ISO 9000 & 14000

ISO 9000 & 14000

International Organization for Standardization

International Organization for Standardization is an international standard-setting body composed of representatives from various national standards organizations.

ISO is an independent, non-governmental international organization with a membership of 164 national standards bodies.

Organization promotes worldwide proprietary, industrial, and commercial standards.

Founded: 23 February 1947

Headquarters: Geneva, Switzerland

They have published 23010 International Standards covering almost all aspects of technology and business. Today they have members from 164 countries and about 160 people work full time for Central Secretariat in Geneva, Switzerland.


The organization today known as ISO, began in the 1920s as the International Federation of the National Standardizing Associations (ISA).

It was suspended in 1942 during World War II, but after the war ISA was approached by the recently-formed United Nations Standards Coordinating Committee (UNSCC) with a proposal to form a new global standards body.

In October 1946, ISA and UNSCC delegates from 25 countries met in London and agreed to join forces to create the new International Organization for Standardization.

The new organization officially began operations in February 1947.

The ISO story

In London, in 1946, 65 delegates from 25 countries meet to discuss the future of International Standardization. In 1947, ISO officially comes into existence with 67 technical committees (groups of experts focusing on a specific subject).


Because 'International Organization for Standardization' would have different acronyms in different languages (IOS in English, OIN in French for Organisation internationale de normalisation)

Founders decided to give it the short form ISO. ISO is derived from the Greek isos, meaning equal. Whatever the country, whatever the language, we are always ISO.

Developing standard

The experts form a technical committee that is responsible for a specific subject area.

 They begin the process with the development of a draft that meets a specific market need. This is then shared for commenting and further discussion.

The voting process is the key to consensus. If that’s achieved then the draft is on its way to becoming an ISO standard.

If agreement isn’t reached then the draft will be modified further, and voted on again.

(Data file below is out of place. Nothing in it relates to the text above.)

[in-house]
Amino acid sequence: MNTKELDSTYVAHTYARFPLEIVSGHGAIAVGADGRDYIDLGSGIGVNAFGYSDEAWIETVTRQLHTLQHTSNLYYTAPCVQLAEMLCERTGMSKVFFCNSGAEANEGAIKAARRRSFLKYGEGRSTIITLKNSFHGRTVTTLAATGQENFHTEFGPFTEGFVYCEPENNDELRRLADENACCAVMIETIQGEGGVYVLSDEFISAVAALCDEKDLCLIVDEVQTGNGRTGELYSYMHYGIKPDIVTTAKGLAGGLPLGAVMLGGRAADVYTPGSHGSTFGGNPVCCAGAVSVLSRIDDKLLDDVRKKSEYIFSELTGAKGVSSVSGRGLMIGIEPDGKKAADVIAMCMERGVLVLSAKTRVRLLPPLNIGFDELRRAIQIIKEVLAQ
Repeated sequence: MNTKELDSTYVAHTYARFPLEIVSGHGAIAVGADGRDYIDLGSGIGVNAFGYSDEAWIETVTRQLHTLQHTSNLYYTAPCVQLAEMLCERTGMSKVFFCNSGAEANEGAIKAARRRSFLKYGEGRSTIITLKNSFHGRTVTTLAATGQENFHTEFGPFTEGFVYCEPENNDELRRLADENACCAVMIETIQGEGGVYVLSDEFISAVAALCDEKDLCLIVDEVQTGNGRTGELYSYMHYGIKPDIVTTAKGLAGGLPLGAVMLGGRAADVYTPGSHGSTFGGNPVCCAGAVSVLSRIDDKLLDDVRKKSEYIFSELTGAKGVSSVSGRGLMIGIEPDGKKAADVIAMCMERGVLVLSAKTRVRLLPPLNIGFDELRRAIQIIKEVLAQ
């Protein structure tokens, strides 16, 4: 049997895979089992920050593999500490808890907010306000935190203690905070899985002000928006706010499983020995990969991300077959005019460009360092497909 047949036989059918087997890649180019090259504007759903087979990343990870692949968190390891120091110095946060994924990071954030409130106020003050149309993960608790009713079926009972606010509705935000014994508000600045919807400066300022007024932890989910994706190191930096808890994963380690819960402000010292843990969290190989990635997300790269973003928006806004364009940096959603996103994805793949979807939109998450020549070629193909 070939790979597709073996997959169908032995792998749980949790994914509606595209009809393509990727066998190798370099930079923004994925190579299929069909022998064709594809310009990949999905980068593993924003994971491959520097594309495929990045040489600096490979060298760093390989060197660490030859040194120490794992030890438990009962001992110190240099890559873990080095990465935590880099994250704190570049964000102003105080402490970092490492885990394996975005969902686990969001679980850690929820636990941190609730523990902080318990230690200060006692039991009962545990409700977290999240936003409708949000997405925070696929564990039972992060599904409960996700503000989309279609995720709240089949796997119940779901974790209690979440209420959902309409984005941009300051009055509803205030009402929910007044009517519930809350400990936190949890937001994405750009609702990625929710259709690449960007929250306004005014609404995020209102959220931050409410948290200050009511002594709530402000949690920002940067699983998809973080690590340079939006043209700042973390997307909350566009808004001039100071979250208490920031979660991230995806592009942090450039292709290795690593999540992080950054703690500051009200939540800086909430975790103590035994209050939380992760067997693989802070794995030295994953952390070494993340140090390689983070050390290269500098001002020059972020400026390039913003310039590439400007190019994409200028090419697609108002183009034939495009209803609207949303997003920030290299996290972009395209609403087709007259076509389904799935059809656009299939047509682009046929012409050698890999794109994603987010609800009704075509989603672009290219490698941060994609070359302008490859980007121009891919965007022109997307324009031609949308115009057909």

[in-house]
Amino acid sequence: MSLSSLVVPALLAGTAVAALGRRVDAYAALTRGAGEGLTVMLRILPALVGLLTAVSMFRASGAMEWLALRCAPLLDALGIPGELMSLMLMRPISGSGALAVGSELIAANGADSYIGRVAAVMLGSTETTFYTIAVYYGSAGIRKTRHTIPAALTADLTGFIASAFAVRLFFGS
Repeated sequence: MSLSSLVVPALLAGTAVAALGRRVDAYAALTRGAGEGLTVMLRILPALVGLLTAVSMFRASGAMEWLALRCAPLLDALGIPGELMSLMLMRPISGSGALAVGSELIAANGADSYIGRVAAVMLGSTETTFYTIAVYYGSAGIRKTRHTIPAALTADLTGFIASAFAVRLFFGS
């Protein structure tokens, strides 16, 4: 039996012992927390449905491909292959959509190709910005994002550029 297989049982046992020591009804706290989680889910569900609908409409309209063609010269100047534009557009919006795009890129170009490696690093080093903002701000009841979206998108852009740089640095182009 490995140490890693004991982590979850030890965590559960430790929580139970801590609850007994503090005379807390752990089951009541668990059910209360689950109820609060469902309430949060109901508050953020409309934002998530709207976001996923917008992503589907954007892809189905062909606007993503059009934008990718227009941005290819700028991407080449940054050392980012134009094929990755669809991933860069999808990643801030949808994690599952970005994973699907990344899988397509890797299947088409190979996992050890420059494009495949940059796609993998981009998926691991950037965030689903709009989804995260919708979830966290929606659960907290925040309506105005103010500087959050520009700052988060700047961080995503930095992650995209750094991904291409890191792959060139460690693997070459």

From first proposal to final publication, developing a standard usually takes about 3 years.

The ISO 9000 family

       ISO 9001 is the standard that gives the requirements for a quality management system.

       ISO 9001:2015 is the latest, improved version.

       It is the only standard in the ISO 9000 family that can be used for certification.

       There are 16 other standards in the family that can help an organization on specific aspects such as performance improvement, auditing, training…

The ISO 14000 family

       ISO 14001 is the standard that gives the requirements for an environmental management system.

       ISO 14001:2015 is the latest, improved version.

       It is the only standard in the ISO 14000 family that can be used for certification.

       The ISO 14000 family includes 21 other standards that can help an organization specific aspects such as auditing, environmental labelling, life cycle analysis…

The ISO Survey

       The worldwide total of certificates to ISO 9001:2001 at the end of 2007 was 951 486.

       This was increase of 6 % over 2006 when the total was 896 929 certificates.

       Certificates had been issued in 175 countries compared to 170 the previous year.

       The worldwide total of ISO 14001 certificates at the end of 2007 was 154 572.

       This was an increase of 21 % over 2006 when the total was 128 211.

       Certificates had been issued in 148 countries compared to 140 the year before. 

Benefits of ISO 9001 and ISO 14001

       International, expert consensus on state-of-the-art practices for quality and environmental management.

       Common language for dealing with customers and suppliers worldwide in B2B.

       Increase efficiency and effectiveness.

       Model for continual improvement.

       Model for satisfying customers and other stakeholders.

       Build quality into products and services from design onwards.

       Address environmental concerns of customers and public, and comply with government regulations.

       Integrate with global economy.

       Sustainable business

       Unifying base for industry sectors

       Qualify suppliers for global supply chains

       Technical support for regulations

       Transfer of good practice to developing countries

       Tools for new economic players

       Regional integration

       Facilitate rise of services

More information

       ISO 9000/ISO 14000 section on ISO Web site:


       ISO Management Systems magazine


       IMS Alerts free electronic newsletter



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